While travel agents are reporting some cancellations to
locations where Zika virus cases have been reported, they are preparing for the
possibility of more.
The Centers for Disease Control and Prevention on Friday
issued a travel alert for countries and territories where Zika virus has been
found, including Brazil, Colombia, El Salvador, French Guiana, Guatemala,
Haiti, Honduras, Martinique, Mexico, Panama, Paraguay, Suriname, Venezuela, and
The alert followed reports coming out of Brazil of
incomplete brain development (microcephaly) in babies of mothers who were
infected with Zika virus while pregnant. The CDC has also advised any pregnant
women who have traveled to countries with the Zika virus to get tested if they
are have two or more symptoms of the virus.
Going forward, agents are providing clients information
about the virus and recommending that they
follow their doctor’s advice.
Jennifer Doncsecz, president of Bethlehem, Pa.-based VIP
Vacations, which specializes in destination weddings and honeymoons, said on
Wednesday that she had three inquiries in the past three days from clients
traveling to affected countries, but no cancellations.
“We are very concerned. We are actually going to ask our
clients, when it’s time for final payments, if they’re pregnant,” she said. “I
just think the liability’s out there. If they have not heard about it, they
should at least know about it.”
Connie Miller, a Travel Leaders associate in Omaha,
Nebraska, said she had one family cancel a trip to Mexico because a member of
the traveling party is pregnant. Instead, they are investigating alternate
Another client heading to an affected country called with
concerns about the disease, but Miller said she spoke to them about precautions
they could take while traveling. Considering that, as well as their overall
health, they opted to take the trip.
As of Tuesday evening, Sally Jane Smith, owner of
Signature Travel Network member TravelSmiths in Point Pleasant, N.J., reported
that three pregnant clients had canceled trips.
“They don’t want to take the chance,” she said.
Another client emailed with concerns about how resorts
are handling the situation in Mexico but had not yet decided to cancel.
With all clients, Smith said, “we are suggesting that
they contact their physician to guide them.”
Eric Sheets, founder of Aventura, Fla.-based Latin
Excursions, a Traveller Made agency, said he has not yet had any cancellations
or postponements due to Zika, but he is also counseling travelers to speak with
their doctors and heed their advice.
Barkley Hickox, co-owner of The Local Foreigner, a
Virtuoso agency in New York, said she received her first client inquiry about
the virus on Tuesday.
“I think it’s just getting momentum in the press, and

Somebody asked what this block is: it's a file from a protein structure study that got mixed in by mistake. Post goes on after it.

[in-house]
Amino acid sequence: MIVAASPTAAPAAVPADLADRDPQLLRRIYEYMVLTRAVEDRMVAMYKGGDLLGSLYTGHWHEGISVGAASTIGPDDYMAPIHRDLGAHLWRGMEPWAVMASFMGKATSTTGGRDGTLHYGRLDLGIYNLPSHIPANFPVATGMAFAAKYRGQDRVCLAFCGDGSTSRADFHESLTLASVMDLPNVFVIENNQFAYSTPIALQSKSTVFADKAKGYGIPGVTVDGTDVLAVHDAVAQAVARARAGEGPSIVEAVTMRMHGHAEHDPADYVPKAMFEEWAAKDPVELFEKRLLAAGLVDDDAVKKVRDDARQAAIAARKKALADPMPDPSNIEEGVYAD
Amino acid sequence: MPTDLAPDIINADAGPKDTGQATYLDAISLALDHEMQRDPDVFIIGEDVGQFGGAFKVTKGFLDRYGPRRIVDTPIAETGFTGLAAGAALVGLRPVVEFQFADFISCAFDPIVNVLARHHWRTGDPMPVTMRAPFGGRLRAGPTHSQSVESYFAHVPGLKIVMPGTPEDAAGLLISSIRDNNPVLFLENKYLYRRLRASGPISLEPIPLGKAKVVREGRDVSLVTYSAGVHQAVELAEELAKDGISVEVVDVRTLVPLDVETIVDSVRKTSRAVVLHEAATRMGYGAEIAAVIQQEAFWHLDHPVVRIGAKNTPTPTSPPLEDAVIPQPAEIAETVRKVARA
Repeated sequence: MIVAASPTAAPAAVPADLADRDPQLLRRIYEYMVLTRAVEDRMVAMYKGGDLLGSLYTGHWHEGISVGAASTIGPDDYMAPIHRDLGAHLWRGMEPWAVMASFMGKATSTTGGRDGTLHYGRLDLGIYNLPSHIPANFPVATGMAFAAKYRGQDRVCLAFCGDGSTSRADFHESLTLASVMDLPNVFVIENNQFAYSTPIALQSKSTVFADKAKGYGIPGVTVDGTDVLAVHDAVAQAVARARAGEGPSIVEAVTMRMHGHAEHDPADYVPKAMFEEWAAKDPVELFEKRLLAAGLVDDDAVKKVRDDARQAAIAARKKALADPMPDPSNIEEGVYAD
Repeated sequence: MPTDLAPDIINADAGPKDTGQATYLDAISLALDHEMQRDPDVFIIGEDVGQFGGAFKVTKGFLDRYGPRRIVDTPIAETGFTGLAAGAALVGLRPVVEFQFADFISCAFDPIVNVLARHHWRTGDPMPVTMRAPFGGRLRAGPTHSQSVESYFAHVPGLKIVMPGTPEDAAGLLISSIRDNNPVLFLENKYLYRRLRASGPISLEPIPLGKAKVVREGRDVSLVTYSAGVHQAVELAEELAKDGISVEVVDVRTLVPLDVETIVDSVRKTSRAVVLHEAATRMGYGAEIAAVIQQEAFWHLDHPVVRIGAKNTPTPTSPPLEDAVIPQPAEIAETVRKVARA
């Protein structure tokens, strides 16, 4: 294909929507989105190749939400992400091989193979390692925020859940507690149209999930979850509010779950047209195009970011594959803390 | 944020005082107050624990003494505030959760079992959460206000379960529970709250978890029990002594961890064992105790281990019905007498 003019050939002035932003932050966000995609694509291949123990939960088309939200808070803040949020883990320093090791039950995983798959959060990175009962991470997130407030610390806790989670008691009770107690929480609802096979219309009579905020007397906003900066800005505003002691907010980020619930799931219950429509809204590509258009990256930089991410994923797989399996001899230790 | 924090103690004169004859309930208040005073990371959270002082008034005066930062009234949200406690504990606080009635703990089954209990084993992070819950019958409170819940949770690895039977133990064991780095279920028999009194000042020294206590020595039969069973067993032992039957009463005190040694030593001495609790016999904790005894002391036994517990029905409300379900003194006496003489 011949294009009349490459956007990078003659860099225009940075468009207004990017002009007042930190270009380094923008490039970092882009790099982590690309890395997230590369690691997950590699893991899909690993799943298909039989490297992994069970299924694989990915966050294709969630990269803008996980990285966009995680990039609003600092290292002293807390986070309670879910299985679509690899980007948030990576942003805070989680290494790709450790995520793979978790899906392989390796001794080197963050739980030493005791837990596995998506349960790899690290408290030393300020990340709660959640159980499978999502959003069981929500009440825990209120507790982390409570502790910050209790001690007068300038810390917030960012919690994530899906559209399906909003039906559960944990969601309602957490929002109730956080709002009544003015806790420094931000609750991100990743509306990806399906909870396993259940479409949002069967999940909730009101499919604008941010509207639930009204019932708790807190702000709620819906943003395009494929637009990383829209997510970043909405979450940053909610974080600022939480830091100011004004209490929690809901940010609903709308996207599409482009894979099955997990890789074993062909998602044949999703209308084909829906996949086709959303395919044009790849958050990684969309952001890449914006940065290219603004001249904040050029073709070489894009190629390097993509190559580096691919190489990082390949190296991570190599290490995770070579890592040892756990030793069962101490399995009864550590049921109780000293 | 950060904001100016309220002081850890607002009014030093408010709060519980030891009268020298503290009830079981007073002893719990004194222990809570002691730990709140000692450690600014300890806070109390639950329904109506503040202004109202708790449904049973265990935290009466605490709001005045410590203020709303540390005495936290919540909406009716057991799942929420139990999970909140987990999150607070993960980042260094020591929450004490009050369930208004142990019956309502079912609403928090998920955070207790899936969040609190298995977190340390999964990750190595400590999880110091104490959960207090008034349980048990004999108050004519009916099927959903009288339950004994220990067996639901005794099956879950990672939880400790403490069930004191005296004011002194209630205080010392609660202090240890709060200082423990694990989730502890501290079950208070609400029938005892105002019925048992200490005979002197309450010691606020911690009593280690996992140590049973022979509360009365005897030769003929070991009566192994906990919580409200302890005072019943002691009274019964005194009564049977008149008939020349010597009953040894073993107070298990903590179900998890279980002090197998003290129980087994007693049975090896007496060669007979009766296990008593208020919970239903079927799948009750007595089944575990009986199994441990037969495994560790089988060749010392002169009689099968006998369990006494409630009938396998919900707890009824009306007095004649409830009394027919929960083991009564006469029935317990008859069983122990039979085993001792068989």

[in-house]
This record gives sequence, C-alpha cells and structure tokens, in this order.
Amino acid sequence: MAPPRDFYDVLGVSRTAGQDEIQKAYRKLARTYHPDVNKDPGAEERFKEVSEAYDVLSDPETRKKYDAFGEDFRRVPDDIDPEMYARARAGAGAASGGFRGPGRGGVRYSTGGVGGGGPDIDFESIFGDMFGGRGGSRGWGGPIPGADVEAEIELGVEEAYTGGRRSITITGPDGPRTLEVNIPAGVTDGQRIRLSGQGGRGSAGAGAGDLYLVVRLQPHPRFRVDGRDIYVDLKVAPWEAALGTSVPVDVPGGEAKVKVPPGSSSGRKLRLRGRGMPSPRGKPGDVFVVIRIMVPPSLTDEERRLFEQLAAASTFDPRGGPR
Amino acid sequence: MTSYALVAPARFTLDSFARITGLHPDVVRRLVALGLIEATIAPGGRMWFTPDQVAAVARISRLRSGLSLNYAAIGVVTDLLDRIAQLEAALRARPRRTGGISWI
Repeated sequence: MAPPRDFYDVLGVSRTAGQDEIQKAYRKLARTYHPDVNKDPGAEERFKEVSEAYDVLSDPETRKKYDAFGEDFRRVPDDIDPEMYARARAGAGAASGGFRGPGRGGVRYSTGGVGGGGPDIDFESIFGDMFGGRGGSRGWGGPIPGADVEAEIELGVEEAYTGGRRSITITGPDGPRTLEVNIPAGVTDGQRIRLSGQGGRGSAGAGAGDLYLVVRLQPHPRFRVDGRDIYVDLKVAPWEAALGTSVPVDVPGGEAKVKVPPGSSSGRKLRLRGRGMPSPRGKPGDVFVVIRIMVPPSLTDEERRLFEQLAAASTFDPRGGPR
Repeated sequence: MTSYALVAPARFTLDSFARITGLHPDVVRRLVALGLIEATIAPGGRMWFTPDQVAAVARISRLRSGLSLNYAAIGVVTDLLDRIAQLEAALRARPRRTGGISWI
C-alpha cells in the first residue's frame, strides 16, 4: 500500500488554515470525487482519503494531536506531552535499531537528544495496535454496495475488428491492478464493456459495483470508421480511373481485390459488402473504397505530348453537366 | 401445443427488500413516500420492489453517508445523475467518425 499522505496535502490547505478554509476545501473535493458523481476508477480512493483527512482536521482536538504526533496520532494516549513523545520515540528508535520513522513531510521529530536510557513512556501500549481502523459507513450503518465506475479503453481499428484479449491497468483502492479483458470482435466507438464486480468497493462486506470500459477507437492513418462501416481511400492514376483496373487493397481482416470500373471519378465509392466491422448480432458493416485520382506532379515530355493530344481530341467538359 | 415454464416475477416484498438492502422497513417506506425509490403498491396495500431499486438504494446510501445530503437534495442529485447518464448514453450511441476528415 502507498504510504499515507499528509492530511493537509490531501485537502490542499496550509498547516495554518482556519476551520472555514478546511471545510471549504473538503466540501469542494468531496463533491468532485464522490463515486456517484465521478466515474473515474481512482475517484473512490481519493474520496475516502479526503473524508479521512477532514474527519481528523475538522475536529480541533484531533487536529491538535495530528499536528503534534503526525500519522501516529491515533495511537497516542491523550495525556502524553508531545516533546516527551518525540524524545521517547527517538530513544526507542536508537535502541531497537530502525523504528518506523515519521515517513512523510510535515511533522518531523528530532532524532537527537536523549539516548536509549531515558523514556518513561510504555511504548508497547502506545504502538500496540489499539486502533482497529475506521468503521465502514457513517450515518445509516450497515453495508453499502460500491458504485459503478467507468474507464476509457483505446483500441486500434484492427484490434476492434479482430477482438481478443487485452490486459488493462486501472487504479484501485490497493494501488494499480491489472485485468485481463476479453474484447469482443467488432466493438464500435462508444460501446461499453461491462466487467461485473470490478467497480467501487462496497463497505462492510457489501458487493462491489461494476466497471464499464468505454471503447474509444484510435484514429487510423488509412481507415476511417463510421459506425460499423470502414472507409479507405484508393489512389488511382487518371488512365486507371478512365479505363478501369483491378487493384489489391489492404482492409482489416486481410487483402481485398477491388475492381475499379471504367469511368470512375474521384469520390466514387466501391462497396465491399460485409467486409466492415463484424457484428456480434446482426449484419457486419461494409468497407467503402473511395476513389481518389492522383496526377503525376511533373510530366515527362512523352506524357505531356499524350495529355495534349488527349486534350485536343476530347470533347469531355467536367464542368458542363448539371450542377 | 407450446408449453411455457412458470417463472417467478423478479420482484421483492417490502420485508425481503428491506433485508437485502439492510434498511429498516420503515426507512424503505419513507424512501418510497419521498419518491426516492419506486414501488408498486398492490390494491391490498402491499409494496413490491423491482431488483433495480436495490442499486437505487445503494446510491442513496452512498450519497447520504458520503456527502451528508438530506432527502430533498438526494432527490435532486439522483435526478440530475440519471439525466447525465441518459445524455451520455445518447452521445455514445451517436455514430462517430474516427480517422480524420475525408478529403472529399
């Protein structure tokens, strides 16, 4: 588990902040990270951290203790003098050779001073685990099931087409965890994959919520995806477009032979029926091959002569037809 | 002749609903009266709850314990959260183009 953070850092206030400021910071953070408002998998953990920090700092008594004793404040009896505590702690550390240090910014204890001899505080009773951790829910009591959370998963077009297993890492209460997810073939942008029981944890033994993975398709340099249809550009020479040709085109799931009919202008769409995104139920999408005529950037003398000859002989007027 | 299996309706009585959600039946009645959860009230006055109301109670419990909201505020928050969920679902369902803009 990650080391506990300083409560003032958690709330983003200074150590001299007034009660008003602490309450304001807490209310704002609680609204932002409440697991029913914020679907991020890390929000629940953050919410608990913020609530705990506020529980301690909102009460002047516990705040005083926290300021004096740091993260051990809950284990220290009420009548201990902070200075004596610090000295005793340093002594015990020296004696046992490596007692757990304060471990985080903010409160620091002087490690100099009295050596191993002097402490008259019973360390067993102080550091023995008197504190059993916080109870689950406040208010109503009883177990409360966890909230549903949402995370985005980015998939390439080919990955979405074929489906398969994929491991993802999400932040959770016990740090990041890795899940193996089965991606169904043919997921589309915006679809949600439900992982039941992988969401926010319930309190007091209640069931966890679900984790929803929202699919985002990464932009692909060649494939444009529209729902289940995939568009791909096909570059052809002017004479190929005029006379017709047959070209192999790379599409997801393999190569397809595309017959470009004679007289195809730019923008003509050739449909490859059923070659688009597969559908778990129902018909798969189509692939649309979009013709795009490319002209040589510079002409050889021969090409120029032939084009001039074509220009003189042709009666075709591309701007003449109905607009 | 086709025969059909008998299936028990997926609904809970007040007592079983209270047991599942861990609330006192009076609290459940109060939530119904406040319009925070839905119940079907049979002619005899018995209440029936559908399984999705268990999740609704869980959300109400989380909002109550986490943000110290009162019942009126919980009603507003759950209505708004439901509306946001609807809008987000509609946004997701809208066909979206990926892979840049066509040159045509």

I’ve no doubt that it probably will continue to get momentum, kind of like
chikungunya did awhile back,” she said.
Chikungunya is another mosquito-borne virus that commonly
causes fever and joint pain. There is no vaccine to prevent or medicine to
treat the virus. According to the CDC, it hit the Caribbean for the first time
in late 2013; outbreaks have occurred in countries in Africa, Asia, Europe, and
the Indian and Pacific oceans.
When viruses like Zika and chikungunya pop up on her clients’
radar, Hickox points them to the CDC to get the facts. “We let people make
their own decisions based on that kind of information,” she said.
Steve Loucks, chief communications officer for Travel
Leaders Group, said the safety of agents’ clients is a top priority.
Travel Leaders Group has been tracking Zika for some
time, but Loucks said before December, the CDC called the illness “unusually
“However, once the Brazilian Health Ministry linked it
with birth defects last month, we immediately began arming our agents with
information they can use when discussing this mosquito-borne virus and
associated destinations with their clients, especially those who are
pregnant,” he said. “Keeping in mind that the vast majority of our agents’
clients are not in the same risk category as pregnant women, we also provided
our agents with precautions to minimize their risk of being bitten by infected mosquitoes.”
Loucks said Travel Leaders Group agents were updated
again when the CDC enhanced its advisory about Zika virus.
“Above all else, we wanted to make sure that our agents
had the facts so they could convey them to clients, particularly those who are
pregnant and planning on visiting one of the destinations with reported locally
transmitted cases,” he said.
This report was updated at 5:18 p.m.